|"Jenise" in self- & stranger-described drawings from Dove ad|
A forensic sketch artist sits behind a curtain and draws the faces of women from descriptions he hears on the other side. His first rendering comes from the subject's description of herself, and the second from the observations of someone who talked with her for a few minutes. The emotional moment when the subject compares the two sketches to realize she described herself as less-attractive than the new "friend" did is supposed to teach her to value herself more.
With 13 million views and counting, plus news articles and Facebook re-posts, Dove has a publicity hit, so I applaud its advertising success--but I have big problems with its message.
Set aside its manipulative emotionalism, too-close camerawork, weird massage-room background muzak and tedious length, and look at its goal, to elevate women's self-esteem by showing them they're more beautiful than they believe. Sounds good--but what if that goal were achieved? What if the subjects bragged like the men in this excellent parody by New Feelings Time? Stuff like:
"Everyone says my eyes sparkle and light up a room."
"I'm so lucky my nose is cute, the kind people pay big bucks to plastic surgeons for."
"My teeth are straight from orthodontia and really white because I bleach them."
"Men tell me my lips are really kissable."
What kind of woman would that be? Even if she were accurate, we'd think her a narcissist. Humility and modesty are a good thing, and portraying oneself as less attractive than you are to a stranger would be the healthy response to the situation.
|Same guy, self- & stranger-described, from parody on male real beauty|
Of course, the male parody's guys are more boastful than 95% of men would be. Men, like their female counterparts, would likely downplay their good features. And a large swath of men don't evaluate their faces much at all, other than what they need to know to avoid slicing off their noses when they shave.
An article about the campaign in the New York Times says the Unilever-owned Dove based the concept on its research showing only 4% of women consider themselves beautiful. They say they want to "create a world where beauty is a source of confidence and not anxiety." Sounds laudable, but how about a world where values and achievements are a source of confidence, and beauty isn't the first and foremost means by which women are judged?
What about the useful maxim, "beauty is only skin-deep?" Kindness, now that's something to promote as a source of well-being.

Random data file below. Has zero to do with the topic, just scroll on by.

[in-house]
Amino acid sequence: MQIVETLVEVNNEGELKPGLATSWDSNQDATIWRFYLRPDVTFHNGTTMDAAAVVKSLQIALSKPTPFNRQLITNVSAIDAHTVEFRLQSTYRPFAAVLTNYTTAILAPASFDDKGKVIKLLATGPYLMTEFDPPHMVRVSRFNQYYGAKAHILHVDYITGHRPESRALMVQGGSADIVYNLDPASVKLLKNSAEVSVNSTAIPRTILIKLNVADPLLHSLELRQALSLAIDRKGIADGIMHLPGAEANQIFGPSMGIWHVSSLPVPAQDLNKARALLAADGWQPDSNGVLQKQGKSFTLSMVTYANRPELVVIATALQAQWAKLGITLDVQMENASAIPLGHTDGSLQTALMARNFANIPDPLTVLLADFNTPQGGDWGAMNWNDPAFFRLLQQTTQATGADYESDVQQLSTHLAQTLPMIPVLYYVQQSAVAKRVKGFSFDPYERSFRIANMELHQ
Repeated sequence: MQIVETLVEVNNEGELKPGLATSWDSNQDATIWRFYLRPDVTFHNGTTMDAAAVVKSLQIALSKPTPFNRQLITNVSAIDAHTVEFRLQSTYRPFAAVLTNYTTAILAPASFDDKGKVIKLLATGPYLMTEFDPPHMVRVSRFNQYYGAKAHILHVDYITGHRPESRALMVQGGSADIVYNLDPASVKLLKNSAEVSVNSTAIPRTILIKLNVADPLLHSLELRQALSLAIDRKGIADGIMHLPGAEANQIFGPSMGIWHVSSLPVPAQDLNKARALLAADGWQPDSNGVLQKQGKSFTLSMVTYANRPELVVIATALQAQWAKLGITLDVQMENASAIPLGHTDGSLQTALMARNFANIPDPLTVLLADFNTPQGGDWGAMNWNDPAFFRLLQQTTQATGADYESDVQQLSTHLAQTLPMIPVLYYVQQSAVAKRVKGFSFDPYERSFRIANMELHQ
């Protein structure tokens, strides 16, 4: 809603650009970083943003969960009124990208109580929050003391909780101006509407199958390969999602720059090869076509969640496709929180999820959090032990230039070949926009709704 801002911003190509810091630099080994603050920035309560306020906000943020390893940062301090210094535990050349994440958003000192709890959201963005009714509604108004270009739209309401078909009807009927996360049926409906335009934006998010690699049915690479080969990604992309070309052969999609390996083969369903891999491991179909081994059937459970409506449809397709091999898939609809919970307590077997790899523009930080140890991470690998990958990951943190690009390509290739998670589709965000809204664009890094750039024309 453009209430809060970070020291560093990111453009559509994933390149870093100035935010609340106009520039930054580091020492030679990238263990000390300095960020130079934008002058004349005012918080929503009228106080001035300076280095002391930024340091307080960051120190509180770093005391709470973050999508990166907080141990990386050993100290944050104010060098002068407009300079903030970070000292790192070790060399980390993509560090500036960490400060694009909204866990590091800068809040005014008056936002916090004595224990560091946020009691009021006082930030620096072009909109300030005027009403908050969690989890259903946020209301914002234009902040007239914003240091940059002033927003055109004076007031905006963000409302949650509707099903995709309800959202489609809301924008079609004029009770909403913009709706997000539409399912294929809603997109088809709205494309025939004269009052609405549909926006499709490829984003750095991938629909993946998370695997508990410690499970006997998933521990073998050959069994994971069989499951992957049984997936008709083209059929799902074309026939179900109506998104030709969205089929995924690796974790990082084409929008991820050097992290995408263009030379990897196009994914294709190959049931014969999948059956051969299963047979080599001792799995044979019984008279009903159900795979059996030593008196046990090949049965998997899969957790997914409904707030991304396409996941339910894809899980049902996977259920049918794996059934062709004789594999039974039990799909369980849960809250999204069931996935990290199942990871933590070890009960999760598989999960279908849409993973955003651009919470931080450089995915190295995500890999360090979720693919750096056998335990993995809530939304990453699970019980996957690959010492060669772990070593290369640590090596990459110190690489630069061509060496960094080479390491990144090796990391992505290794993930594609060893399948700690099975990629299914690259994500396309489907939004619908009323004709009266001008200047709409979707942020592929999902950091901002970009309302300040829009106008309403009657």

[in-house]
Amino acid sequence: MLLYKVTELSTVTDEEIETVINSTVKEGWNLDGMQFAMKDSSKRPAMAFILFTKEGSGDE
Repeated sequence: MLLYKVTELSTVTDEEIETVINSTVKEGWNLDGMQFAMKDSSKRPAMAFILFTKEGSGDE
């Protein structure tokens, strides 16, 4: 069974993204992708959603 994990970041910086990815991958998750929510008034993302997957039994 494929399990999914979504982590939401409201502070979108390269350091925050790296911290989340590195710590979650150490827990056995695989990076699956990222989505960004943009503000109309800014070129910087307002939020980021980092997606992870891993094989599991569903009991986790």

The problem is that everybody's getting older, and sooner or later, everyone gets ugly. That is, if you judge the person on her externals. Admittedly, I'm as vain and caught up in our society's responses to physicality as most women are. But creams and even Dove soap are less able to freshen my appearance as the years mount. Will I be "more beautiful than I think" at age 80, as the tag line of the ad suggests? Women judged beautiful at 80 are no longer held to the standard of smooth skin, lithe muscles or model-esque features. The wise ones step back and see their lives in the context of those they touched and their accomplishments. Most of us step back and still feel inside like we're the same children we always were, insecure and striving to please.
But our looks are just part of a much larger picture of self-esteem. Ask all the actresses and models, whose desperation to compete in a hopelessly perfect realm drives them to plastic surgery, eating disorders and psychological frenzy. "Who is wealthy?" asks a famous Jewish traditional source. The query might as well be, "who is a beautiful woman?" because the same answer applies to both questions: "She who rejoices in her portion." In other words, the woman counting her blessings, grateful that she's alive--or, after the heartbreaking events in Boston--grateful that she has two legs upon which to walk has the wealth of a beautiful world, whether or not her face meets some societal standard.
I wonder how the sketches would have turned out had the women been told what was happening. "We're going to draw a sketch based on your description of yourself, which you'll compare with one based on a new acquaintance's description." The women were sketched by a police artist, after all, someone whose work is usually a composite of witnesses' recollections with the caption, "wanted for bank robbery."
|"Maria" drawn from self and stranger descriptions in the Dove ad|
Are women often too hard on themselves? Do they frequently fret needlessly over details of their looks? Of course. Do they need to hear that their outward appearances are perceived by somebody they barely know as better than they verbalize? Don't think so.
Now isn't the time to foster narcissism. We've got Facebook, Twitter, Tumblr, Instagram and a whole app store of means to shout out how important we are. The Dove campaign platform is, after all, a website called YOU Tube. You. Or, just as often, "I." Are the iPhone, iPad, iTunes named for generosity and thinking of others? Um, no.
How about a campaign showing some selfless women? Women who care for an aging relative, or a spouse with dementia? Women who work ceaselessly at their kids' schools, or mentor a younger colleague professionally? How about some exemplary women who are obese, truly unconventional-looking, or have scarred skin? Why not apply the same tag line: "You're more beautiful than you think"--because then we could define beauty beyond skincare. Oh yeah, but it wouldn't sell nearly as much soap.